When I was a teenager and I was thinking to buy something, my mother used to always ask me: “do you want it or do you need it?”
More often than not, answering truthfully had me admitting that I just wanted it, which—as a teen—can get really annoying. Of course there were many times that I would rationalise that I needed this thing, and I was usually quite convincing. But not getting everything you wanted was something established early on in my childhood, and even if the wanted object was something my mother ended up buying for me, I was always aware that it was not a necessity.
First, that made me value whatever it was, and value it more. I understood that it was a privilege to have it. Second, it trained me for moments when I had to make similar decisions on my own.
“Do you want it or do you need it?”
When you really get down to it, what you want and what you need are seldom the same. It goes without saying that we know the difference, but we prefer living with wants as needs and sometimes ignoring the needs we don’t want.
The question applies beyond malls and boutiques or other items that can be purchased. It can apply to the consequences we foresee. For example: “If I choose this, what will happen? Do I want that to happen or do I need that to happen?”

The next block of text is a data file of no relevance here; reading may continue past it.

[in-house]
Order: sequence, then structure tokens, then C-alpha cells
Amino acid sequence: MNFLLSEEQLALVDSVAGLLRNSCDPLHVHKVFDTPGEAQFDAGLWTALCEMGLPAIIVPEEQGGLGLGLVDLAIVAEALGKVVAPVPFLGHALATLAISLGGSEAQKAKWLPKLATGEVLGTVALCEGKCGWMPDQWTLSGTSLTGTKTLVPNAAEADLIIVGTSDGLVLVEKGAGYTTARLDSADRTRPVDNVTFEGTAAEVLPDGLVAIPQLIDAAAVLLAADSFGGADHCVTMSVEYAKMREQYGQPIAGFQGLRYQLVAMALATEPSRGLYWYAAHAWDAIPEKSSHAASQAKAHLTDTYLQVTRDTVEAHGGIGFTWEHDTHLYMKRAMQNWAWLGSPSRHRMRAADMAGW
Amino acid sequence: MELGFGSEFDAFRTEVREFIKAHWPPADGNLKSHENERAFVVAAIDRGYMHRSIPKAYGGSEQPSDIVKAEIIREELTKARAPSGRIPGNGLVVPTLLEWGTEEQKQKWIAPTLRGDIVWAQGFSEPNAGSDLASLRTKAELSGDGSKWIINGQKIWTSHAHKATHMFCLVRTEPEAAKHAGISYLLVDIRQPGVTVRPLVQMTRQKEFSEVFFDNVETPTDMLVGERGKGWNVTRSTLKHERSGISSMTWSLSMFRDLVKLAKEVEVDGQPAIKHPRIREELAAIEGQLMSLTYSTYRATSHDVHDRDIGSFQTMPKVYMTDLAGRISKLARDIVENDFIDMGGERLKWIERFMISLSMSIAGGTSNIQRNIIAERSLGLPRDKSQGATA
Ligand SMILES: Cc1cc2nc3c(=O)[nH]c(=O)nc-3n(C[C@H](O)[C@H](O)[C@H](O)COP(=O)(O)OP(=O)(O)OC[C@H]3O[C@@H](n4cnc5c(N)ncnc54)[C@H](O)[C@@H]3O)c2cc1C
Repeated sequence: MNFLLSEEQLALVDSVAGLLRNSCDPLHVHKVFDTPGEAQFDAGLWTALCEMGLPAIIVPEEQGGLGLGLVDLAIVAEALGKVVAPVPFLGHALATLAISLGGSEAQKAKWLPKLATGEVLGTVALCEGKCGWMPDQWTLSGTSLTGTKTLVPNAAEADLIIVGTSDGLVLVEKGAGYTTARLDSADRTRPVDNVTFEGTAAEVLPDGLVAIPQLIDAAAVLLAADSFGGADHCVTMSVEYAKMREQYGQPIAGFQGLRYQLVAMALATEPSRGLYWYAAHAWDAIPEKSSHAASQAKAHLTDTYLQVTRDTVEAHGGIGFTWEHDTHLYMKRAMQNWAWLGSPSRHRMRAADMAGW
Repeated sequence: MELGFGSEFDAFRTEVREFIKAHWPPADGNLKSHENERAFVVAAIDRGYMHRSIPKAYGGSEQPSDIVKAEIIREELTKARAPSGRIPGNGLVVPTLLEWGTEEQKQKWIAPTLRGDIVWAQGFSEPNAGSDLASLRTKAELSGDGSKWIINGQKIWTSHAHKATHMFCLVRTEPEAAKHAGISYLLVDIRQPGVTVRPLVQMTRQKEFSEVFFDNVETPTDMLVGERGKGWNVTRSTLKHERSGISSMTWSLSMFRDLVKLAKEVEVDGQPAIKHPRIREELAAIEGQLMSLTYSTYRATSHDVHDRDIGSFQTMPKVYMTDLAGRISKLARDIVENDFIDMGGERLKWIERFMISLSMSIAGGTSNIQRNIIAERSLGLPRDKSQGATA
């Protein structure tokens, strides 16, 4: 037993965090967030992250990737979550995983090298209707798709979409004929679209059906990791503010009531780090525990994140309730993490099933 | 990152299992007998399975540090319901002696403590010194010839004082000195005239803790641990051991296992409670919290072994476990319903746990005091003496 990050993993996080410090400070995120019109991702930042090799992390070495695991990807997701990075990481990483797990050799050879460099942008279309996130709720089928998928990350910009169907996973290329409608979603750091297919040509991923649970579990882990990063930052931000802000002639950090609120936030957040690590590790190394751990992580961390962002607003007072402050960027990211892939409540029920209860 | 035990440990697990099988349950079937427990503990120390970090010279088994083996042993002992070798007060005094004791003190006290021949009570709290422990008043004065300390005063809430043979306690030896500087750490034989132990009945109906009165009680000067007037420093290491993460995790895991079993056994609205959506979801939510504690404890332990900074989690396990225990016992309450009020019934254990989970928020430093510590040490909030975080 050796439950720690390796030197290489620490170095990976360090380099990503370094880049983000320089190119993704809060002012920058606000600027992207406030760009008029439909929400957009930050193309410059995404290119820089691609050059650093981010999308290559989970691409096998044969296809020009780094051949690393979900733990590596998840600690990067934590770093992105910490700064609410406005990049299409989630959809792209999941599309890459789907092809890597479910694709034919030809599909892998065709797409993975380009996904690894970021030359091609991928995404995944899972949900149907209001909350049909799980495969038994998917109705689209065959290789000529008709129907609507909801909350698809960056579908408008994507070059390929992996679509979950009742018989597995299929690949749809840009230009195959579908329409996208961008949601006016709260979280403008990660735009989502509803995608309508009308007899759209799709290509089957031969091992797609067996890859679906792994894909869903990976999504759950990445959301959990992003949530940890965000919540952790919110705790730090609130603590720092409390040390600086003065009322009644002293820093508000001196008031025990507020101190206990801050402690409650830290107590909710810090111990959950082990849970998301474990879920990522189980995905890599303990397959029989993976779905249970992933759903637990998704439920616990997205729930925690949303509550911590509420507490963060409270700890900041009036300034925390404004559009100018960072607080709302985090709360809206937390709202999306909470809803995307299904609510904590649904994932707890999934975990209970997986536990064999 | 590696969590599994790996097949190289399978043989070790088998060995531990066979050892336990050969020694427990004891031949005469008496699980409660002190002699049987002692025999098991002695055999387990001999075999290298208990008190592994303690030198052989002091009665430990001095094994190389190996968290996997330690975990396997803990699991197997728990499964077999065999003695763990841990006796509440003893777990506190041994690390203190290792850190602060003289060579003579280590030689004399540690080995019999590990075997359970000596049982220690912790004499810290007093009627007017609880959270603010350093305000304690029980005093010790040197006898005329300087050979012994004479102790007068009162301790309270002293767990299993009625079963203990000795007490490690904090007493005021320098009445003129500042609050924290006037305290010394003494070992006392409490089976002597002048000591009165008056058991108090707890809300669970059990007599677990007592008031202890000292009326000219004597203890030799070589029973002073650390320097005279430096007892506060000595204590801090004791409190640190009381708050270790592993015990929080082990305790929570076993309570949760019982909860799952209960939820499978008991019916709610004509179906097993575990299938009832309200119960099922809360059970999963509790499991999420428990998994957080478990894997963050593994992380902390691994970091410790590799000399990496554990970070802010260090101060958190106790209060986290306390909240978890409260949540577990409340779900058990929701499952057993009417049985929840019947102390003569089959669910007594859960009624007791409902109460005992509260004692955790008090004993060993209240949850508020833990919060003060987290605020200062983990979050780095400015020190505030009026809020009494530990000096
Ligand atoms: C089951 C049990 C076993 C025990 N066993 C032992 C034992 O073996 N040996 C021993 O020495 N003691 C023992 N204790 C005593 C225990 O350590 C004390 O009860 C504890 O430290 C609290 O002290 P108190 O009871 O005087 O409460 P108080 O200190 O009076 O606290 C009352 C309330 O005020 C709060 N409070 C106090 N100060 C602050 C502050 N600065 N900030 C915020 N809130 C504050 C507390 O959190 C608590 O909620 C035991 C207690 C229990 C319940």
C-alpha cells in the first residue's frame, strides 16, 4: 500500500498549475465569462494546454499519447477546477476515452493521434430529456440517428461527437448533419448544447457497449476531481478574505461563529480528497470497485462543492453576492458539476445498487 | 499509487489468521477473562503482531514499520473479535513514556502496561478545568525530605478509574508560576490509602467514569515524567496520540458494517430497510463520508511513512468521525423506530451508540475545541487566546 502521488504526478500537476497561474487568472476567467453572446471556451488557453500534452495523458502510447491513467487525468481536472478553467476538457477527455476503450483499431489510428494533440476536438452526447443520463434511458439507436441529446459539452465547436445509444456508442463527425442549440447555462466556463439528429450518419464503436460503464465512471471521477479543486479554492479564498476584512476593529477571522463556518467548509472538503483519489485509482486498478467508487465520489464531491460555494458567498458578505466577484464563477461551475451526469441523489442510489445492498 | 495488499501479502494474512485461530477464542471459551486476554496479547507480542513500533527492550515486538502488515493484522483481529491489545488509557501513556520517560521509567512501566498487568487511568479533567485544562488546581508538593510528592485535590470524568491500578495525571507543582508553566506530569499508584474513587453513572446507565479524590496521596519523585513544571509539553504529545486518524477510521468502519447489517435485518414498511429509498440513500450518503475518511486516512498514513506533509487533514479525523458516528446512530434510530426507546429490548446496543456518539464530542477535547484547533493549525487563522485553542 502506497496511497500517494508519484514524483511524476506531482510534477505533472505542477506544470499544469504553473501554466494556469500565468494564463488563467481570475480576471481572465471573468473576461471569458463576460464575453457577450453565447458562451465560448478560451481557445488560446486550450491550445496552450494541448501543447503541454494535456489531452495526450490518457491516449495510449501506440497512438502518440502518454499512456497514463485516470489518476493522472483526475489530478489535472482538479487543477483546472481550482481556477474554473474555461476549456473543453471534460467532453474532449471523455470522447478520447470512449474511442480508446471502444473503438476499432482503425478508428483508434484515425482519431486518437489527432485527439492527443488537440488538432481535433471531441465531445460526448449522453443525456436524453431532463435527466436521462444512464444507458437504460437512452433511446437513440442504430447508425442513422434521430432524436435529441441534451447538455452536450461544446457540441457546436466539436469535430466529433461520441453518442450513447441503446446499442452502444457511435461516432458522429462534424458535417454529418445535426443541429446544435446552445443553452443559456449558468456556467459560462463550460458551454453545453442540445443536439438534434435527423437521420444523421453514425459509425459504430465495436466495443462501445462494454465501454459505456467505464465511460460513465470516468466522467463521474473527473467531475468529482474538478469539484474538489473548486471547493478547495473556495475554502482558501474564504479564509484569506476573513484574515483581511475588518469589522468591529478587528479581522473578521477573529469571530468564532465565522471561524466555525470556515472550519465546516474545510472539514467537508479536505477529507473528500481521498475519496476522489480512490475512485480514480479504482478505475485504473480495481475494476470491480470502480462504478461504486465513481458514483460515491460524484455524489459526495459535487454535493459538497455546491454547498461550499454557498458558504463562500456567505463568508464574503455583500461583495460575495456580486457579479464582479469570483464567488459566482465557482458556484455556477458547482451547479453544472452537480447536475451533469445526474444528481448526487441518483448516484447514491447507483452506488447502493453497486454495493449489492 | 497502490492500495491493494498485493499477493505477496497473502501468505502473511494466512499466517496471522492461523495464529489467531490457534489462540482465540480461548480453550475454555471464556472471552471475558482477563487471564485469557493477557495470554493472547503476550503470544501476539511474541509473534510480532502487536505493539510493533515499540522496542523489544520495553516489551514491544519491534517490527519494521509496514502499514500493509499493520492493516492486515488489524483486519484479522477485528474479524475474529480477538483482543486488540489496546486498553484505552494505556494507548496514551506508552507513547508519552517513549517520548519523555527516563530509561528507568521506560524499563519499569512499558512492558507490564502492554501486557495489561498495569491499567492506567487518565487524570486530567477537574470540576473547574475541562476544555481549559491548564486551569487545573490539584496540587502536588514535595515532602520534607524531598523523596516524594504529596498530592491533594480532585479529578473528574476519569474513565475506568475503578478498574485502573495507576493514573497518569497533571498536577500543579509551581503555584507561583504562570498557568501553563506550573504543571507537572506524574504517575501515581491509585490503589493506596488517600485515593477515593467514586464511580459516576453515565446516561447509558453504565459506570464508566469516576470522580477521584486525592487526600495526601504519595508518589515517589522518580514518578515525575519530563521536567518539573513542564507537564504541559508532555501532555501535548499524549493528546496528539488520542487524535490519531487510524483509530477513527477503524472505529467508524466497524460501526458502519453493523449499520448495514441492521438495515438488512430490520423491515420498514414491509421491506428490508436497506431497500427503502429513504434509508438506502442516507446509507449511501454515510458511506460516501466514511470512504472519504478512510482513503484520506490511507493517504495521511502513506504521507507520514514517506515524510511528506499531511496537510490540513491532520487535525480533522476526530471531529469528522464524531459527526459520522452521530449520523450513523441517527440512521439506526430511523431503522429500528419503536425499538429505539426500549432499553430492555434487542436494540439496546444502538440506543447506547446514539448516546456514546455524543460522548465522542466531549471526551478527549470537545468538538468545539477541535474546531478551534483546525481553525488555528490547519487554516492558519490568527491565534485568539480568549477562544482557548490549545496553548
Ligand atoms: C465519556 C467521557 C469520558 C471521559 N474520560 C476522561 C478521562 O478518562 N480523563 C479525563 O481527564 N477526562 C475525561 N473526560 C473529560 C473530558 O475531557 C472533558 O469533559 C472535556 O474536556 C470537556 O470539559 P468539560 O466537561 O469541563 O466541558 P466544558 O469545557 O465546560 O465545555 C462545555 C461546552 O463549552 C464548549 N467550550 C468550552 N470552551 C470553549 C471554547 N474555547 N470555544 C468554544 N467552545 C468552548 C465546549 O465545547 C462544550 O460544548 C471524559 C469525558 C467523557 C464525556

Asking the question can really simplify some situations. Imagine what would happen if we stuck to only what we need? I know it is impossible because it is in human nature to want things, but how simple would our lives be if we cut things down to just what is necessary? Now, I am not saying one should sacrifice necessary comforts. After all, those fulfill other needs. I for one will probably never give up things like my shampoo of choice even if I don’t NEED that particular brand, but truth be told, there is a lot that can be stripped away. It is not necessary to live with or in excess.
As much as the question annoyed me before, I now find it on the top of my list when making decisions, both big and small. Being honest about what is wanted and what is needed really helps in navigating through life.